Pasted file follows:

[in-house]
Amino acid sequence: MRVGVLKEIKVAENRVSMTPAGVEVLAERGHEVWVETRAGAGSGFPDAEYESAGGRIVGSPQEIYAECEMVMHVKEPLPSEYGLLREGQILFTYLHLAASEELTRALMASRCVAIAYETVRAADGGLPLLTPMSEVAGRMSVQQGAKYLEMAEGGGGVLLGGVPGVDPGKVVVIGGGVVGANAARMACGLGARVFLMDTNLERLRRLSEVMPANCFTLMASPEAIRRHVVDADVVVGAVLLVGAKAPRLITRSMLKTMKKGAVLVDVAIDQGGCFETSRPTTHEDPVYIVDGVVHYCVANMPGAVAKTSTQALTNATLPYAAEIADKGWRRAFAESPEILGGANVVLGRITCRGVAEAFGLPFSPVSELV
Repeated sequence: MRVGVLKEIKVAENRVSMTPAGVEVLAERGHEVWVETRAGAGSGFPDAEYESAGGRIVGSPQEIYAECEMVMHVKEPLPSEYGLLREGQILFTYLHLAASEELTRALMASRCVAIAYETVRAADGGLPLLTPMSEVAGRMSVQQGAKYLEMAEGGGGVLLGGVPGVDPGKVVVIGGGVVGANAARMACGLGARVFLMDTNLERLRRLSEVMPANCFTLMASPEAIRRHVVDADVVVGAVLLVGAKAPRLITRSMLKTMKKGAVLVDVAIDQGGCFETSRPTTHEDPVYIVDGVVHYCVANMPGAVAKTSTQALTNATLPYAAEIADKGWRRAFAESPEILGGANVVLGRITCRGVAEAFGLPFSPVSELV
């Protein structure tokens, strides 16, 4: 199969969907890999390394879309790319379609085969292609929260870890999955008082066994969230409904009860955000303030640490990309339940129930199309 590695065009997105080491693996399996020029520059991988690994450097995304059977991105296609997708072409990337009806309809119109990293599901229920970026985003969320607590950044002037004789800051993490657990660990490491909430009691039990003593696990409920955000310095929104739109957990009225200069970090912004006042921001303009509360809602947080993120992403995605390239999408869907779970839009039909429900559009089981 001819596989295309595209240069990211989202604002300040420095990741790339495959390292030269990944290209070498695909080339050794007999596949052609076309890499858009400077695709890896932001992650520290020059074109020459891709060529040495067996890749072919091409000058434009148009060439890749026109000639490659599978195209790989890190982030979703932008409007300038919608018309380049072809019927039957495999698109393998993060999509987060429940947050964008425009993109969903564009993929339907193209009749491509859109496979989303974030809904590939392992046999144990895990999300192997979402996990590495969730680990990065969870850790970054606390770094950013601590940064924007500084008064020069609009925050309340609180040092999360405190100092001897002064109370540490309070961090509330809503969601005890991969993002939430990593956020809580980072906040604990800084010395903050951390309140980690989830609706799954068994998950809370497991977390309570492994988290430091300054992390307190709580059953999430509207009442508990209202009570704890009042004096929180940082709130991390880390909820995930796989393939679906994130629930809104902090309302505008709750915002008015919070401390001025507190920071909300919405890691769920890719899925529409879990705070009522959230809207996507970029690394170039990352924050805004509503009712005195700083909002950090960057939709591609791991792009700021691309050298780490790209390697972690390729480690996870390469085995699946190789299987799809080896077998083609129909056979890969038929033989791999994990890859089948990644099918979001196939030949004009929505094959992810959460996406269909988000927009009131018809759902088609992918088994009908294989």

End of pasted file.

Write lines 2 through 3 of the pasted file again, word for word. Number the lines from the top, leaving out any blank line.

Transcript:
Amino acid sequence: MRVGVLKEIKVAENRVSMTPAGVEVLAERGHEVWVETRAGAGSGFPDAEYESAGGRIVGSPQEIYAECEMVMHVKEPLPSEYGLLREGQILFTYLHLAASEELTRALMASRCVAIAYETVRAADGGLPLLTPMSEVAGRMSVQQGAKYLEMAEGGGGVLLGGVPGVDPGKVVVIGGGVVGANAARMACGLGARVFLMDTNLERLRRLSEVMPANCFTLMASPEAIRRHVVDADVVVGAVLLVGAKAPRLITRSMLKTMKKGAVLVDVAIDQGGCFETSRPTTHEDPVYIVDGVVHYCVANMPGAVAKTSTQALTNATLPYAAEIADKGWRRAFAESPEILGGANVVLGRITCRGVAEAFGLPFSPVSELV
Repeated sequence: MRVGVLKEIKVAENRVSMTPAGVEVLAERGHEVWVETRAGAGSGFPDAEYESAGGRIVGSPQEIYAECEMVMHVKEPLPSEYGLLREGQILFTYLHLAASEELTRALMASRCVAIAYETVRAADGGLPLLTPMSEVAGRMSVQQGAKYLEMAEGGGGVLLGGVPGVDPGKVVVIGGGVVGANAARMACGLGARVFLMDTNLERLRRLSEVMPANCFTLMASPEAIRRHVVDADVVVGAVLLVGAKAPRLITRSMLKTMKKGAVLVDVAIDQGGCFETSRPTTHEDPVYIVDGVVHYCVANMPGAVAKTSTQALTNATLPYAAEIADKGWRRAFAESPEILGGANVVLGRITCRGVAEAFGLPFSPVSELV